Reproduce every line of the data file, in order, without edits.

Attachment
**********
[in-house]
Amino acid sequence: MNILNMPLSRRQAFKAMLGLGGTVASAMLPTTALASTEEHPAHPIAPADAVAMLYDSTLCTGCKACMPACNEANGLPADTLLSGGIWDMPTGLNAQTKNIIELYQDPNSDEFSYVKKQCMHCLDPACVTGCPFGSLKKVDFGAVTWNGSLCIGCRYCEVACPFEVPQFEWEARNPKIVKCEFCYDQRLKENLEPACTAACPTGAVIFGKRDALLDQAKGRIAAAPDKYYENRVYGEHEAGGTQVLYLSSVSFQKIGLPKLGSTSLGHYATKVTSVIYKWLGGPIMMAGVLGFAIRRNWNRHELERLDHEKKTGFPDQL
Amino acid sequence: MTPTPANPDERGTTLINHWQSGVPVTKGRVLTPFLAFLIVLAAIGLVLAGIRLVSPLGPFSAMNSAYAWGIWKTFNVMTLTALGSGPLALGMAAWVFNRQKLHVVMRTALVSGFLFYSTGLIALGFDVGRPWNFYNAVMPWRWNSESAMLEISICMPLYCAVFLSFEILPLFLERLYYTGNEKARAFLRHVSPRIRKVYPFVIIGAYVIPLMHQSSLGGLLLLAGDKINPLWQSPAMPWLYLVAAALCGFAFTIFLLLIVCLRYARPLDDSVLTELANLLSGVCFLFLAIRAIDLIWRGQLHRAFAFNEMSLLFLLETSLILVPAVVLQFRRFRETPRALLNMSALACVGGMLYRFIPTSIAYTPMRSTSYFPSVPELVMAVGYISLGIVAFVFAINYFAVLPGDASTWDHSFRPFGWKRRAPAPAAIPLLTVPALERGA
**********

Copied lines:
[in-house]
Amino acid sequence: MNILNMPLSRRQAFKAMLGLGGTVASAMLPTTALASTEEHPAHPIAPADAVAMLYDSTLCTGCKACMPACNEANGLPADTLLSGGIWDMPTGLNAQTKNIIELYQDPNSDEFSYVKKQCMHCLDPACVTGCPFGSLKKVDFGAVTWNGSLCIGCRYCEVACPFEVPQFEWEARNPKIVKCEFCYDQRLKENLEPACTAACPTGAVIFGKRDALLDQAKGRIAAAPDKYYENRVYGEHEAGGTQVLYLSSVSFQKIGLPKLGSTSLGHYATKVTSVIYKWLGGPIMMAGVLGFAIRRNWNRHELERLDHEKKTGFPDQL
Amino acid sequence: MTPTPANPDERGTTLINHWQSGVPVTKGRVLTPFLAFLIVLAAIGLVLAGIRLVSPLGPFSAMNSAYAWGIWKTFNVMTLTALGSGPLALGMAAWVFNRQKLHVVMRTALVSGFLFYSTGLIALGFDVGRPWNFYNAVMPWRWNSESAMLEISICMPLYCAVFLSFEILPLFLERLYYTGNEKARAFLRHVSPRIRKVYPFVIIGAYVIPLMHQSSLGGLLLLAGDKINPLWQSPAMPWLYLVAAALCGFAFTIFLLLIVCLRYARPLDDSVLTELANLLSGVCFLFLAIRAIDLIWRGQLHRAFAFNEMSLLFLLETSLILVPAVVLQFRRFRETPRALLNMSALACVGGMLYRFIPTSIAYTPMRSTSYFPSVPELVMAVGYISLGIVAFVFAINYFAVLPGDASTWDHSFRPFGWKRRAPAPAAIPLLTVPALERGA